Nowhere is the advance of technology more evident than in the rise of robots and artificial intelligence. From smart devices to self-checkout lanes to Netflix recommendations, robots (the hardware) and AI (the software) are everywhere inside the technology of modern society. They’re increasingly common in ads, too: During the 2019 Super Bowl alone, seven ads aired featuring either robots or AI.

Since I began studying human-robot interactions almost a decade ago, I’ve observed that in most ads, robots typically fall into one of three general categories: scary, sad or stupid. All three perpetuate common misconceptions about technologies that are already beginning to play a pivotal role in people’s lives.

The fear factor

“Scary robot” ads are inevitable, given the popularity of the sinister robot trope. Advertisers, like Hollywood, embrace scary robot narratives because they’re more dramatic than ones in which robots and humans get along.

Fear is Everywhere,” a paranoia-inducing 2019 commercial, advertises SimpliSafe home security systems, which use some of the same monitoring technology the ad demonizes. Rather than reminding viewers of their concerns about burglars or basement flooding, the ad highlights robots and AI as the omnipresent danger. A woman in an electronics store asks her friend if he’s listening, and a creepy computer voice issues forth from a speaker: “Always, Denise.”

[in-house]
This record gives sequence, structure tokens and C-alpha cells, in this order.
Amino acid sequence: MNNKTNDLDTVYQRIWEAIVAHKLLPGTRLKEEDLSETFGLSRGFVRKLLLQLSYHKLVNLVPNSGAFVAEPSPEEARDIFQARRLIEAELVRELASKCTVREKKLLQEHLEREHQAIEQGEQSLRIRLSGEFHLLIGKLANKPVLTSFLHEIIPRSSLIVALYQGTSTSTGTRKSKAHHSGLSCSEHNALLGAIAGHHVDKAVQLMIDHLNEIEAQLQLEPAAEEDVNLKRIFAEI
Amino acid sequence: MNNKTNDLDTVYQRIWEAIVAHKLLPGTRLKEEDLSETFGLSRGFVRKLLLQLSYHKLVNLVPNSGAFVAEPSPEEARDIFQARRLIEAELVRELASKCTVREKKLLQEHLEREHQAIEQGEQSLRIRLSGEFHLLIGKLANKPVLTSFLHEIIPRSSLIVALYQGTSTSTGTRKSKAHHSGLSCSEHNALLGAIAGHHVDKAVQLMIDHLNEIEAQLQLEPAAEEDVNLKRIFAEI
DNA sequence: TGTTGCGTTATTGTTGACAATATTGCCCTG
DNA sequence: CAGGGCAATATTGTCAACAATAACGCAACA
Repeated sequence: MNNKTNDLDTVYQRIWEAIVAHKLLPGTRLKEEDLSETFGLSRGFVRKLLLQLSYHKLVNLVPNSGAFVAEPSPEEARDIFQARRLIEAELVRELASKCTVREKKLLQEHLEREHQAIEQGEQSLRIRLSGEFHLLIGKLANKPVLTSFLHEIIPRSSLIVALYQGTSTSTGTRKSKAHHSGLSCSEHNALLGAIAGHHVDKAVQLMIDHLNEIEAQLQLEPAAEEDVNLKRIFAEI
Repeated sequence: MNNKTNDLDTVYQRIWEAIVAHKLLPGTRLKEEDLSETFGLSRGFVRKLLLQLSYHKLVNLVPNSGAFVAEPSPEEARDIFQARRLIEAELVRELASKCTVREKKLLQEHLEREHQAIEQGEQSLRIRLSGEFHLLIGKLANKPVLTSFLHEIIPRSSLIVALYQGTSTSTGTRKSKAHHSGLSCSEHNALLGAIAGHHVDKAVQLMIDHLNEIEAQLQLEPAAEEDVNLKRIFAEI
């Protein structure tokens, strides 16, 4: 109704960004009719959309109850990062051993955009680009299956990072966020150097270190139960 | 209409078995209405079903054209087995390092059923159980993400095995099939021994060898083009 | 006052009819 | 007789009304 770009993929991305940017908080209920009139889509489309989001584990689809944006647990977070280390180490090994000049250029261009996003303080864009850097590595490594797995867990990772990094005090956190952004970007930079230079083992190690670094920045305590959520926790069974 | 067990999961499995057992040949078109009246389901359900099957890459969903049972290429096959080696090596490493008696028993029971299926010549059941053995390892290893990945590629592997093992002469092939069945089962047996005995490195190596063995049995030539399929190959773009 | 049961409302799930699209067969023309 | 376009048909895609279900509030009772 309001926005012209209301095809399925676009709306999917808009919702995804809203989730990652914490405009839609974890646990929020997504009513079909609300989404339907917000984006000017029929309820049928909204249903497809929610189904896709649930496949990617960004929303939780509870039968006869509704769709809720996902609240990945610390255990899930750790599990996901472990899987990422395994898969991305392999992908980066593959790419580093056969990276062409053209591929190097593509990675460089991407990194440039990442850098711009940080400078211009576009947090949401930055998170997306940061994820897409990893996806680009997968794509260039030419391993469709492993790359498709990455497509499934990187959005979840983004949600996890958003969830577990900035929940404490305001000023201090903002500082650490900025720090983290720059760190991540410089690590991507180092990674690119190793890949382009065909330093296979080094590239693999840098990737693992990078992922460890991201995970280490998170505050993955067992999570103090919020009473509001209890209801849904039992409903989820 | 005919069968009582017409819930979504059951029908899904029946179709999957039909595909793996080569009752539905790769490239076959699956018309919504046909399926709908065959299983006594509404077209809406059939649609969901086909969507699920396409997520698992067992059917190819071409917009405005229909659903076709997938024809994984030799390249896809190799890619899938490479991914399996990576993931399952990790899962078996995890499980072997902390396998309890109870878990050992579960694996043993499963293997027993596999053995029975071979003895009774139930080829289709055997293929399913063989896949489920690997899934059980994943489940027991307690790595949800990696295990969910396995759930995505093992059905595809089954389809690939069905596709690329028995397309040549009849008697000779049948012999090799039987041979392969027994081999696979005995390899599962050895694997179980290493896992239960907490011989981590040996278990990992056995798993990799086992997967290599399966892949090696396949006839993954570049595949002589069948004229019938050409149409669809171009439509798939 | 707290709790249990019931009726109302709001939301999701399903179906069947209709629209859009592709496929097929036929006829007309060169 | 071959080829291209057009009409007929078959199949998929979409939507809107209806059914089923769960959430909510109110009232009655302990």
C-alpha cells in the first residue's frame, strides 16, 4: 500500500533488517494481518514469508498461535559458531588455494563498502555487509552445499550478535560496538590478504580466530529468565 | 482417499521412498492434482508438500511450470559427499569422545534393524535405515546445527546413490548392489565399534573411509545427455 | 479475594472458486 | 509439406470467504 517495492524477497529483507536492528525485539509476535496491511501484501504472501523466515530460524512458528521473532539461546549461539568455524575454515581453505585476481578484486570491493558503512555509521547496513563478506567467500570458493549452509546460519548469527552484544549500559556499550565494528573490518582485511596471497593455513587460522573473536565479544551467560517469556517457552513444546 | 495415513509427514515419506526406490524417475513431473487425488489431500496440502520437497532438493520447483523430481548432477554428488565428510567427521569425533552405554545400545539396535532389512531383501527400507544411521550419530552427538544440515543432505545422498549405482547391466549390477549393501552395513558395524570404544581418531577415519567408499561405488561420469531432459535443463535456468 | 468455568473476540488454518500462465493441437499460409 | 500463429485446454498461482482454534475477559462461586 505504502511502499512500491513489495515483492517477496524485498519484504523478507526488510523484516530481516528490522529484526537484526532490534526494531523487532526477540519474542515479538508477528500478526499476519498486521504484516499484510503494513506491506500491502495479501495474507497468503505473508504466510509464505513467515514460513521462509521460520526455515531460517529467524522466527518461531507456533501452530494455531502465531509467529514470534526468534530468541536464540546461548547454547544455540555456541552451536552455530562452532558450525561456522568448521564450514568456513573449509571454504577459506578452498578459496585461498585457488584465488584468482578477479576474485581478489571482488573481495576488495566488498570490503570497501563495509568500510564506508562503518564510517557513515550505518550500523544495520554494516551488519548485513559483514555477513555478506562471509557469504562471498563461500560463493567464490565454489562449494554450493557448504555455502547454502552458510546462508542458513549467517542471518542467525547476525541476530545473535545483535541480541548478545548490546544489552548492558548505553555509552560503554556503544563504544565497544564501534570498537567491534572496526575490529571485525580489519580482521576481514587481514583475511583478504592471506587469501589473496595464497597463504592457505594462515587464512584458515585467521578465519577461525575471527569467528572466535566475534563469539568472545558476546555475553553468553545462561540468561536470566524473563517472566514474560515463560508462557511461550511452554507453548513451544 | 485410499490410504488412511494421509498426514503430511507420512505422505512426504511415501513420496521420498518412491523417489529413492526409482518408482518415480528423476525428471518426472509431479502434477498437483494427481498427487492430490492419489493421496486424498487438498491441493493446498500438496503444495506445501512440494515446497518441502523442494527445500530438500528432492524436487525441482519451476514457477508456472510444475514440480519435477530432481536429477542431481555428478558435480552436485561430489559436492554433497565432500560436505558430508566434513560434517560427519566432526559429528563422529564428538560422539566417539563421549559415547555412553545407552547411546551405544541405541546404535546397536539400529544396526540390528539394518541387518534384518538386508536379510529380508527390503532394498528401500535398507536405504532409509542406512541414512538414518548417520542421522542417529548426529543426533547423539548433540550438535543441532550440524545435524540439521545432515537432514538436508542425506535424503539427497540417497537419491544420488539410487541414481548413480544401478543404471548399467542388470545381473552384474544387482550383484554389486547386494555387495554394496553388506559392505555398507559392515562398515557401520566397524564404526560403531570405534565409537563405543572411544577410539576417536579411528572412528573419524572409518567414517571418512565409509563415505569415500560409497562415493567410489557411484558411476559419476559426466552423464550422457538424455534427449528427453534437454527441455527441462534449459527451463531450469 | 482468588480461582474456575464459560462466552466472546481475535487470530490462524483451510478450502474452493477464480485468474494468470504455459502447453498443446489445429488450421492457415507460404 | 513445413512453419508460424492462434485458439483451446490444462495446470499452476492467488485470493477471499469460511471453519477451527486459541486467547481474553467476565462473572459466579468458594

That same ad also highlights a second major type of fear – that robots will replace humans. A man watching a sporting event tells his friends, “in five years, robots will be able to do your job, and your job and your job,” while a robot sitting in the stands listens menacingly, as if affirming the assertion.

Then, of course, there’s the third trope, of the evil robot intent on harming people. A 2017 Halo Top ice cream ad, for example, functions as a 90-second horror movie, in which a robot force-feeds a woman ice cream, and then casually mentions that everyone she knows is dead.

There are real threats to humans from robots and AI. Automation may eliminate millions of jobs – and it might create many others that don’t yet exist. Most likely, both will happen, as has happened throughout history: Elevator operators disappeared and social-media manager positions were created. The threat revolves around who will and who won’t be able to adjust or receive training to get the new jobs.

But the world is a long way off from robots that portray a version of the “Frankenstein Complex,” Isaac Asimov’s phrase for the human fear that poorly designed mechanical creations might turn against humanity. Robots have no intentions – only instructions. They can act as though they have feelings, but experience no actual emotion. No one knows if robot emotion or sentience are even possible.

Ads that instill fear of technology in humans can present an unrealistic and unhelpful mindset for adapting to the increasing presence of this technology in our lives – whether in criminal justicehealth care or other areas. Fear can also distract people from properly understanding and planning for ways in which humans can continue to offer meaningful skills and insights beyond the abilities of any machine.

Doom and gloom